There could be as many as 36m electric vehicles (EVs) on UK roads by 2040, double the number expected just a year ago.

That’s according to the latest National Grid Future Energy Scenarios, published today. Yet despite raising electricity demand, National Grid now says the rapid rise of EVs will help the UK shift towards more renewable and low-carbon electricity generation.

Smart charging and vehicle-to-grid technology means EVs will be able to help smooth electricity usage through the hours of the day, National Grid says. They will be able to charge mainly when demand is low and even feed back into the grid when demand is high.

“Growth in EVs supports the continued trend towards more low-carbon generation,” says National Grid. “[They] will be able to support the continued growth in renewables by storing excess generation and releasing it back onto the network when it is needed.”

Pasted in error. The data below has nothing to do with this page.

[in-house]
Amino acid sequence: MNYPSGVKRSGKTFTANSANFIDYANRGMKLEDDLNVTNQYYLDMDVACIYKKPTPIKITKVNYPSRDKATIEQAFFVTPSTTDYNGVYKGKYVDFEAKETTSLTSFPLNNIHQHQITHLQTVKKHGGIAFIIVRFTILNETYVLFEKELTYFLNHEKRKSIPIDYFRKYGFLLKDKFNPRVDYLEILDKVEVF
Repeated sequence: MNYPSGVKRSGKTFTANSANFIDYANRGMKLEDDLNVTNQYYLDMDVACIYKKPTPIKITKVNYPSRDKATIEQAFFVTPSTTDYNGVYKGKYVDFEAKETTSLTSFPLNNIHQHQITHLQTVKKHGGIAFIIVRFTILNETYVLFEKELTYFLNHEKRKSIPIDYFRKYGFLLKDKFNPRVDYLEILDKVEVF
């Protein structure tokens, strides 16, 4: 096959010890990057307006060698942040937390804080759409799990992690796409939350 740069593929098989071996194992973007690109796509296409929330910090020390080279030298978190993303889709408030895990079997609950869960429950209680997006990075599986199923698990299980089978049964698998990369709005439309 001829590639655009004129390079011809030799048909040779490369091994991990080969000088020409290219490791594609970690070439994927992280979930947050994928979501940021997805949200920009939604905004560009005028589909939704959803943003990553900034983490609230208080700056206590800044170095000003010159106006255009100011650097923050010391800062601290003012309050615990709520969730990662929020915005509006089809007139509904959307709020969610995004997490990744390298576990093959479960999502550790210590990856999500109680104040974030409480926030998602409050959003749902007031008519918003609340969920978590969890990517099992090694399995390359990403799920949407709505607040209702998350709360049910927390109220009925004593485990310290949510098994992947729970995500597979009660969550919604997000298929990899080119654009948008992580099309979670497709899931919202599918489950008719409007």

Peak electricity demand could soar above 85GW by 2050, driven by a shift towards electric heating technologies and EV. Peak electricity demand stands at just under 60GW today. However, this could be curbed if the bulk of EV charging happens off-peak and the use of vehicle-to-grid technology becomes widespread, the National Grid said. Even so, the National Grid found peak electricity demand would still increase by between 5 and 8 gigawatts (GW) by 2030.

Further the report suggests, Solar PV could be the UK’s most significant power generation technology by as early as 2030, with 33GW of installed capacity compared to 13GW today.

That would be enough to topple solar’s nearest competitor – gas – which National Grid expects to supply 31.7GW in 2030 and 22.8GW by 2050. To allow this flexibility for teh system could be provided by 9GW of storage by 2030.

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